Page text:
Churches cherish return to live worship services
Churches across Butler held religious services for hundreds of families to celebrate Christmas Eve Friday, some after canceling services last year due to pandemic restrictions.
Churches of all denominations practiced traditions in person focused around the same event: the birth of Christ.
First English Lutheran Church on Main Street was able to have only an online service last year. Pastor Kimberly van Driel said church members are excited to be worshiping again in person.
“I look forward to being back in person, and I look forward to the story. It's the story of God's grace and love,” she said.
Van Driel said last year, when church members couldn't celebrate together, the church worship team created lyric videos for the service with congregation members submitting photographs of their families. This year, the church offered a family-friendly service and a traditional service.
“At the children's service, the little ones will come forward, and we give them a bell to ring for 'Angels We Have Heard On High,'” van Driel said. “We make as big a racket as we possibly can. I enjoy that service because it's fun to be with that level of energy.”
Dan Ledford, pastor of Westminster Presbyterian on North Main Street, said at this year's Christmas Eve service the church operated with COVID precautions as the new normal.
“We're operating like this is the reality now. Mostly we've been providing options for people. We have a large enough sanctuary that we can spread people out and maintain staggered seating,” Ledford said.
Ledford said, the church's message during the service was “A different kind of Christmas” to reflect on the present differences compared to Christmases past.“We're recognizing it is different, and that's OK,” Ledford said. “The first Christmas wasn't all celebratory. We're getting the full scope of what Christmas is all about.”First United Methodist Church on East North Street hosted four services at their two locations. Pastor David Janz said he was especially excited to be back after being totally online last year.“I'm grateful we were able to be online, but it's just not the same as being together in a holy, sacred space,” Janz said.According to Janz, the church motto during the pandemic has been to love their neighbor, and so the church was asking people to wear masks to its Christmas Eve celebration.“We want to do our best to love our neighbor,” Janz said. “I'm looking forward to being with brothers and sisters to sing and tell the story of what this night is all about.”As part of the service, Janz said attendees will hold candles during “Silent Night,” and raise them on the fourth verse of the song.“The candle is always lifted, as a proclamation that the light of the world has come,” Janz said.At North Main Street Church of God, Pastor Brandon Lenhart shared that they anticipate a larger crowd at the church's celebrations this year. He said Christmas 2020 attracted 450 people between two services, when its sanctuary fits nearly 700.
Lenhart was most excited to get back to a sense of normalcy at his church this holiday season.“I've been hearing a term called 'COVID fatigue,' and I feel like a vast majority of people are ready to get back to normalcy, especially this holiday season,” Lenhart said.A Christmas tradition at North Main is the singing of “Peace Peace” and “Silent Night” by candlelight.“It's a nice closure, setting the mood for the Christmas season,” Lenhart said.Community Alliance Church, 800 Mercer Road, Center Township, hosted four music-filled services for its congregation Friday.Pastor Joe Floris said in order to space out attendance, attendees were asked to save a seat online. He said if recent attendance was any indication for what to expect this year, they would have more people than Christmas 2020.“We've tried to let people know what to expect and let them make the decision, and not surprise people,” Floris said.The worship service was also livestreamed from the church for anyone who wanted to participate at home.According to Floris, last year's six Christmas Eve services were staged over two days to limit the number of people in the sanctuary at a given time. There also was a mask-only seating section.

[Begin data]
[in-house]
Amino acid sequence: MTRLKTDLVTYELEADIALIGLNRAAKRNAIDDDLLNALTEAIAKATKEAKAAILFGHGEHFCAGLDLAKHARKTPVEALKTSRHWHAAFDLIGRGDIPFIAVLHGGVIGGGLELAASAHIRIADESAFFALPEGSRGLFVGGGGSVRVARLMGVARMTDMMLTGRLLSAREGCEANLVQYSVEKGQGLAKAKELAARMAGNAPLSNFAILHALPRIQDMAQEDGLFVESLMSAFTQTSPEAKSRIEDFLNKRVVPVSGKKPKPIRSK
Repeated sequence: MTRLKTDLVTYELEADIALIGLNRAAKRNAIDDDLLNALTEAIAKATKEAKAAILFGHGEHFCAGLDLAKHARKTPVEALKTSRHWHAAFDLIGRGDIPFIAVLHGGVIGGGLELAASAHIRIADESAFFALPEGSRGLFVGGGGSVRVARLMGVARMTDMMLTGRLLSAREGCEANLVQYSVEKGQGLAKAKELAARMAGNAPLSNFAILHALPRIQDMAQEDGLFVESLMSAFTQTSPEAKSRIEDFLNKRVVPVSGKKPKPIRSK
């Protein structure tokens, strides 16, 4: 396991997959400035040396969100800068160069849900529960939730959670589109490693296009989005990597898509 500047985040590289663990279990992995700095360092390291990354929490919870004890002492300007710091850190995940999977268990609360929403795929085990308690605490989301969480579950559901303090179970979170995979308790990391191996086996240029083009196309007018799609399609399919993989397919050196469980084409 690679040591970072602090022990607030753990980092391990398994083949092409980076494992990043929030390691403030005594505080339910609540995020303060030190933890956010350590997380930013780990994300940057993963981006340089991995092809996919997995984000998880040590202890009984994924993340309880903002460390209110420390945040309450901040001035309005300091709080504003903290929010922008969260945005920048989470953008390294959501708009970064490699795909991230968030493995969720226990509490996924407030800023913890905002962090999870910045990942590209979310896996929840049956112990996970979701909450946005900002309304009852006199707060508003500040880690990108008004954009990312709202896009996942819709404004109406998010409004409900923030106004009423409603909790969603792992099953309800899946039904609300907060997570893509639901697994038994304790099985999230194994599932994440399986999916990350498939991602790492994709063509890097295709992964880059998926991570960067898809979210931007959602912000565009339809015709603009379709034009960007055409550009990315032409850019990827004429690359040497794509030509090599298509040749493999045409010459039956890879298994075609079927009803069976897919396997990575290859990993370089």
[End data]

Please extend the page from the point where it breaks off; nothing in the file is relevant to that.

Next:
“For every church, it became about taking the information given and figuring out what's best for their congregation,” Floris said.Brynn and Roman Bargo said they've been attending Community Alliance's Christmas Eve service with their two daughters since last year.“Coming to this service puts me in the Christmas spirit,” Brynn said. “I feel like it's a piece of normal.”“Church is one of the few places it feels like (normal) can happen,” Roman said.Floris said in the past, the Community Alliance's worship team has provided musical entertainment for families who show up early to the Christmas Eve service. Last year, the team led “The Twelve Days of Christmas” with audience participation.“The worship team always makes it really celebratory around Jesus' birth,” Floris said. “And that's what Christmas is, it's a birthday party for Jesus.”This year, the music-filled service had a message by Floris and included the church's tradition of candle-lit singing of “Silent Night.” Then as a special treat, the church pastors and staff closed the time of worship by singing “We Wish You a Merry Christmas.”“It's kind of like how different families celebrate birthdays,” Floris said regarding different church Christmas traditions. “Every place has its own unique way of celebrating, but the purpose is the same — it's Jesus.”